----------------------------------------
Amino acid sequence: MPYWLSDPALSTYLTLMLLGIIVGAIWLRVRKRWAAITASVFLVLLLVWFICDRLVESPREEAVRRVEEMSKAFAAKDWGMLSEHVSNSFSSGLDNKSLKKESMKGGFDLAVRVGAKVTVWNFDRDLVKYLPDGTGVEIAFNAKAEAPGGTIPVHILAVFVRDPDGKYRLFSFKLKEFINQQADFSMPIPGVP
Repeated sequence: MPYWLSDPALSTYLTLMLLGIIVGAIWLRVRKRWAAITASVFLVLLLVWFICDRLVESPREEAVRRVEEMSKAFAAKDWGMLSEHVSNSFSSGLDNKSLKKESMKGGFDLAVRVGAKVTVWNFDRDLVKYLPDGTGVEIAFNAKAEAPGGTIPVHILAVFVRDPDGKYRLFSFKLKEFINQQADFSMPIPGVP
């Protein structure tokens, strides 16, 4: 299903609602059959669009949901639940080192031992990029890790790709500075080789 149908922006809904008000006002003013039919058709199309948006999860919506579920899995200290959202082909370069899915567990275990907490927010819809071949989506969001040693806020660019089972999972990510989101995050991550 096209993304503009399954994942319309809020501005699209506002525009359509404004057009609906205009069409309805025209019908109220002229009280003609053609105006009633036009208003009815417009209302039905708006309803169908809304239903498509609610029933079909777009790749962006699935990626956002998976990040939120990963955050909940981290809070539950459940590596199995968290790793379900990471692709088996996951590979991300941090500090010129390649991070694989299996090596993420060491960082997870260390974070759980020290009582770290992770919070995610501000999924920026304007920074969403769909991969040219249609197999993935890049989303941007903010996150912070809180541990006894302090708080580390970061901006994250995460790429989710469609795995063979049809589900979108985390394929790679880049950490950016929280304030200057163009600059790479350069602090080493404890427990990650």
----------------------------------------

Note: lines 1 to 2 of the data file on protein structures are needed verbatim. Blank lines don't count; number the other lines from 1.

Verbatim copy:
Amino acid sequence: MPYWLSDPALSTYLTLMLLGIIVGAIWLRVRKRWAAITASVFLVLLLVWFICDRLVESPREEAVRRVEEMSKAFAAKDWGMLSEHVSNSFSSGLDNKSLKKESMKGGFDLAVRVGAKVTVWNFDRDLVKYLPDGTGVEIAFNAKAEAPGGTIPVHILAVFVRDPDGKYRLFSFKLKEFINQQADFSMPIPGVP
Repeated sequence: MPYWLSDPALSTYLTLMLLGIIVGAIWLRVRKRWAAITASVFLVLLLVWFICDRLVESPREEAVRRVEEMSKAFAAKDWGMLSEHVSNSFSSGLDNKSLKKESMKGGFDLAVRVGAKVTVWNFDRDLVKYLPDGTGVEIAFNAKAEAPGGTIPVHILAVFVRDPDGKYRLFSFKLKEFINQQADFSMPIPGVP